Yet another home schooling parent, Wallis C. Metts, Jr. (1996) (a home schooling father whose experience is surely generalizable to home schooling mothers) waxes almost lyrical about the benefits and rewards of home schooling, while at the same time (a) admitting that he “had no delusions about home schooling being easy” (p. 72), and (b) giving his article the title of “Home Sweet Hassle.” Other home schooling parents, whose experience was much less than ideal, speak of feeling that “the isolation was insurmountable” (Armon, 1990, p. 220).
Nancy Lande (1996) shares her personal frustration with trying “to be the principal, teacher, aide, playground mother, cafeteria director, bus driver, and custodian all at once” (p. 4), and “Barb” (cited in Lande, 1996) voices thoughts echoed over and over by mother-teachers throughout the literature:
some days of schooling are better than others. Not all days work out the way I imagine they should. Sometimes I am frustrated and other times elated … No matter how hard or trying homeschooling may get, I will never allow my children into a public school system. (p. 45)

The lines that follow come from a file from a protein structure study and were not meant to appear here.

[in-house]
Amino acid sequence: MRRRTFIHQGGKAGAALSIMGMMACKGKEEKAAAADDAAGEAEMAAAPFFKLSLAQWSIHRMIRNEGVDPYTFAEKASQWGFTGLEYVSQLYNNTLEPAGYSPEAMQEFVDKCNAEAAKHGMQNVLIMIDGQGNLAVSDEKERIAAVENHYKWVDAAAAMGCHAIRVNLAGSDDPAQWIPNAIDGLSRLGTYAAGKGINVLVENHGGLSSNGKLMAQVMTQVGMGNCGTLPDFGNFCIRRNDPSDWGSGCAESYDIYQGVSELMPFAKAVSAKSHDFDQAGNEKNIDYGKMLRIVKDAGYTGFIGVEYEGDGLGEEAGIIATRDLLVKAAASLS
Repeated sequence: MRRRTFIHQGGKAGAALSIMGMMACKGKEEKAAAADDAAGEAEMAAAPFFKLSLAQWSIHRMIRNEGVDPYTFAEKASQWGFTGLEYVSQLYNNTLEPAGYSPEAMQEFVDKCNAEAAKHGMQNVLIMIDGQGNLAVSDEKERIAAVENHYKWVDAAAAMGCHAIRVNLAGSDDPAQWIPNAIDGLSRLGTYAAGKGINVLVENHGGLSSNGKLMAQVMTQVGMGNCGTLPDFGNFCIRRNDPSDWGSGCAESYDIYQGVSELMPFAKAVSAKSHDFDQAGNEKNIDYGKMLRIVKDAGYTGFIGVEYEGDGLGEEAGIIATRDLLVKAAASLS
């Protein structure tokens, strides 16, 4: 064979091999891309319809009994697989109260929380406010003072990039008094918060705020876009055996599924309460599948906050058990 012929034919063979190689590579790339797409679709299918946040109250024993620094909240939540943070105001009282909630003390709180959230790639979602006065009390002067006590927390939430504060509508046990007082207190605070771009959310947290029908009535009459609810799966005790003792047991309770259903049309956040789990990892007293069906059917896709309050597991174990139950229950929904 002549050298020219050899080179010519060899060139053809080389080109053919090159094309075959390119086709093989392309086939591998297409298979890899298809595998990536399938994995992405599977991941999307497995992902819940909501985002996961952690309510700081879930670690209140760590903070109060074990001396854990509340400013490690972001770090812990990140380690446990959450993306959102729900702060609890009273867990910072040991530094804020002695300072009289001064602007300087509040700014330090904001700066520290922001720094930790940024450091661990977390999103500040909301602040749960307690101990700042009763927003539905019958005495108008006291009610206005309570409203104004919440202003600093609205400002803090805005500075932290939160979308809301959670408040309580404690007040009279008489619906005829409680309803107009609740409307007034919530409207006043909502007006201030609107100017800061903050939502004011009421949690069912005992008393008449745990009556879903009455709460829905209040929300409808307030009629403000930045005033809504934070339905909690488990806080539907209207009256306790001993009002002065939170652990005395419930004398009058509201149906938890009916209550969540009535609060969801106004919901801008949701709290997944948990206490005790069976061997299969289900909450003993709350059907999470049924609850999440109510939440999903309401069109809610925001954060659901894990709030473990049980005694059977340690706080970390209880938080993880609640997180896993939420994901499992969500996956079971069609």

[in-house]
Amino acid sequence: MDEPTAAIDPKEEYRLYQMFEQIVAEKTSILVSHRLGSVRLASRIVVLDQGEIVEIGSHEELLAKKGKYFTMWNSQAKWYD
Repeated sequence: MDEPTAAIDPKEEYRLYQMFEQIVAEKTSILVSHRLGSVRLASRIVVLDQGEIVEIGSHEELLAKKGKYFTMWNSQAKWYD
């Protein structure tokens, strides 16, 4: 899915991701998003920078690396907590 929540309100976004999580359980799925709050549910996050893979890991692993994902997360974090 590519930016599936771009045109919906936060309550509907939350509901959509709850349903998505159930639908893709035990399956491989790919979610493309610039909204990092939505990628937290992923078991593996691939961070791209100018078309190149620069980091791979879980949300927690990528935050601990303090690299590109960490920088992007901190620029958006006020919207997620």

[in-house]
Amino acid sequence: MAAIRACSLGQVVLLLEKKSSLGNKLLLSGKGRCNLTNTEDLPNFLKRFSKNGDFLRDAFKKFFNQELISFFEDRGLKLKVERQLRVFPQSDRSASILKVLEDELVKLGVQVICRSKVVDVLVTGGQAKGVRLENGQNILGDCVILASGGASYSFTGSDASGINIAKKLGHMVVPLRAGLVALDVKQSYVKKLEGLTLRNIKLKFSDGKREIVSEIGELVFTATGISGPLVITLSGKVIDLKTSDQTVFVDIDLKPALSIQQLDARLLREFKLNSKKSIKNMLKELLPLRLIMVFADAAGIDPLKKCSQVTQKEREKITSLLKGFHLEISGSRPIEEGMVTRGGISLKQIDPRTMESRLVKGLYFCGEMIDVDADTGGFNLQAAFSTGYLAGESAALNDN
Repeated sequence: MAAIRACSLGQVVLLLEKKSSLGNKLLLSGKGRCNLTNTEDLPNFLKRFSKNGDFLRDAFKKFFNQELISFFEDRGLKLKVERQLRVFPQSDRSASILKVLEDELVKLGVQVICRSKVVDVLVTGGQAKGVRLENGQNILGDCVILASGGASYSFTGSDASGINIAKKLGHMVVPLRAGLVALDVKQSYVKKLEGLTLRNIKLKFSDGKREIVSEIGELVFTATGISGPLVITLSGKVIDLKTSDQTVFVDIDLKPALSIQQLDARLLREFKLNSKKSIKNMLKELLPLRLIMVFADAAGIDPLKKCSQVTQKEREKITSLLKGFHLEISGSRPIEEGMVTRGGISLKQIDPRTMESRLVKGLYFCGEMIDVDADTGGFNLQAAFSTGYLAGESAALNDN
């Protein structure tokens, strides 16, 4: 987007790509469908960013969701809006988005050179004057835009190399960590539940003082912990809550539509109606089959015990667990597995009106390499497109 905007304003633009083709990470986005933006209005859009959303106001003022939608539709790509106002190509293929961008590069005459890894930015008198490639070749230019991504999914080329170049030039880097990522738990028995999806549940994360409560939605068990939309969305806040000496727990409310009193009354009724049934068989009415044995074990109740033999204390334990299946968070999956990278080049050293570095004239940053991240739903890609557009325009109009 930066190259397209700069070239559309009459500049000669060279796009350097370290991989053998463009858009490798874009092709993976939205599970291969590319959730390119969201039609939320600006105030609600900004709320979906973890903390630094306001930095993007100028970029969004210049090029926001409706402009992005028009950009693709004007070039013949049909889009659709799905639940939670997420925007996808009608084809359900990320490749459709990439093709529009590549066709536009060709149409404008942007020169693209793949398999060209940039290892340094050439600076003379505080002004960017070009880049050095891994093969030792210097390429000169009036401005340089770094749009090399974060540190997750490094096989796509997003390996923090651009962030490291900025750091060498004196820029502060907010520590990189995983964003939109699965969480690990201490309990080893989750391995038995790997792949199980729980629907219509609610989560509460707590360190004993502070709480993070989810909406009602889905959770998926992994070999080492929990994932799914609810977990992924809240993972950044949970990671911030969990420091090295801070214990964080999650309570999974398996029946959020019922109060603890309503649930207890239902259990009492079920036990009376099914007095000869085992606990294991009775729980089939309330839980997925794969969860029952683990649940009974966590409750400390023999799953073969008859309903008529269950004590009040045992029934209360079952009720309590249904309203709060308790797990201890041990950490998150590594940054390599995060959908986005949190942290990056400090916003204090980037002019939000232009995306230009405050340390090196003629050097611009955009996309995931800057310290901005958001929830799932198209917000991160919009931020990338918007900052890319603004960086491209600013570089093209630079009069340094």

A review of several personal home schooling accounts revealed that the majority of these revelations—whether ultimately positive or negative in nature—give evidence of some degree of stress, strain, anxiety, and tension within the family unit. This fact—along with the proliferation of home schooling manuals, “how to” books, and articles in home schooling magazines that pointedly and repeatedly discuss the absolute necessity of planning and organization and the very real dangers of burn-out—denotes a genuinely important and heretofore unstudied element of the home schooling process, that element being the very real impact of the home schooling experience on the family proper and the mother-teacher particularly.
Family Role Research
As the body of literature concerning roles and role theory is so very vast and complex, a concentrated and conscious effort was made to research those areas of the literature most relevant to the research question and conceptual framework utilized in this particular study. As a result, this section will explore roles and role theory in terms of (a) the family, (b) the husband-wife relationship and resulting roles, (c) parental roles, and (d) women’s roles.